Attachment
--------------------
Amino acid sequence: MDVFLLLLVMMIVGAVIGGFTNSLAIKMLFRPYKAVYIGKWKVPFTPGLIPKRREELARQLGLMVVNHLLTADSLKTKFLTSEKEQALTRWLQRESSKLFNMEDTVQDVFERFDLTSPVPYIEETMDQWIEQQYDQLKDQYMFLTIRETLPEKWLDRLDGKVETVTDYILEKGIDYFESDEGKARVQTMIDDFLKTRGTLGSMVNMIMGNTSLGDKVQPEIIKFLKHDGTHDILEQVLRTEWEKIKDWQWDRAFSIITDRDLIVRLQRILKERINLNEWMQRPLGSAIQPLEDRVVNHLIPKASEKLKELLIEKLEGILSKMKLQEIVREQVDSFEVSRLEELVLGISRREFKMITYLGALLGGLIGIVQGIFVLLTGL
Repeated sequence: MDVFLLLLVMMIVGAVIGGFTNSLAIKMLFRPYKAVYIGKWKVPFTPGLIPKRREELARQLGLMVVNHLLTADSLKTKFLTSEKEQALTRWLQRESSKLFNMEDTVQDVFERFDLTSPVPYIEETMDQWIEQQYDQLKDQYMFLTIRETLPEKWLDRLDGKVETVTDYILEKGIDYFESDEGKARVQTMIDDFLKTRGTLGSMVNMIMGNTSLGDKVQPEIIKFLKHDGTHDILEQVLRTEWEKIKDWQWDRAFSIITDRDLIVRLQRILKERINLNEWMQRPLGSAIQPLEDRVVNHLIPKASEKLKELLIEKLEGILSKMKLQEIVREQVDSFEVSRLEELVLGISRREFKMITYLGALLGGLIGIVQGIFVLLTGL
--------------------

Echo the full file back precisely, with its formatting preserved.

Amino acid sequence: MDVFLLLLVMMIVGAVIGGFTNSLAIKMLFRPYKAVYIGKWKVPFTPGLIPKRREELARQLGLMVVNHLLTADSLKTKFLTSEKEQALTRWLQRESSKLFNMEDTVQDVFERFDLTSPVPYIEETMDQWIEQQYDQLKDQYMFLTIRETLPEKWLDRLDGKVETVTDYILEKGIDYFESDEGKARVQTMIDDFLKTRGTLGSMVNMIMGNTSLGDKVQPEIIKFLKHDGTHDILEQVLRTEWEKIKDWQWDRAFSIITDRDLIVRLQRILKERINLNEWMQRPLGSAIQPLEDRVVNHLIPKASEKLKELLIEKLEGILSKMKLQEIVREQVDSFEVSRLEELVLGISRREFKMITYLGALLGGLIGIVQGIFVLLTGL
Repeated sequence: MDVFLLLLVMMIVGAVIGGFTNSLAIKMLFRPYKAVYIGKWKVPFTPGLIPKRREELARQLGLMVVNHLLTADSLKTKFLTSEKEQALTRWLQRESSKLFNMEDTVQDVFERFDLTSPVPYIEETMDQWIEQQYDQLKDQYMFLTIRETLPEKWLDRLDGKVETVTDYILEKGIDYFESDEGKARVQTMIDDFLKTRGTLGSMVNMIMGNTSLGDKVQPEIIKFLKHDGTHDILEQVLRTEWEKIKDWQWDRAFSIITDRDLIVRLQRILKERINLNEWMQRPLGSAIQPLEDRVVNHLIPKASEKLKELLIEKLEGILSKMKLQEIVREQVDSFEVSRLEELVLGISRREFKMITYLGALLGGLIGIVQGIFVLLTGL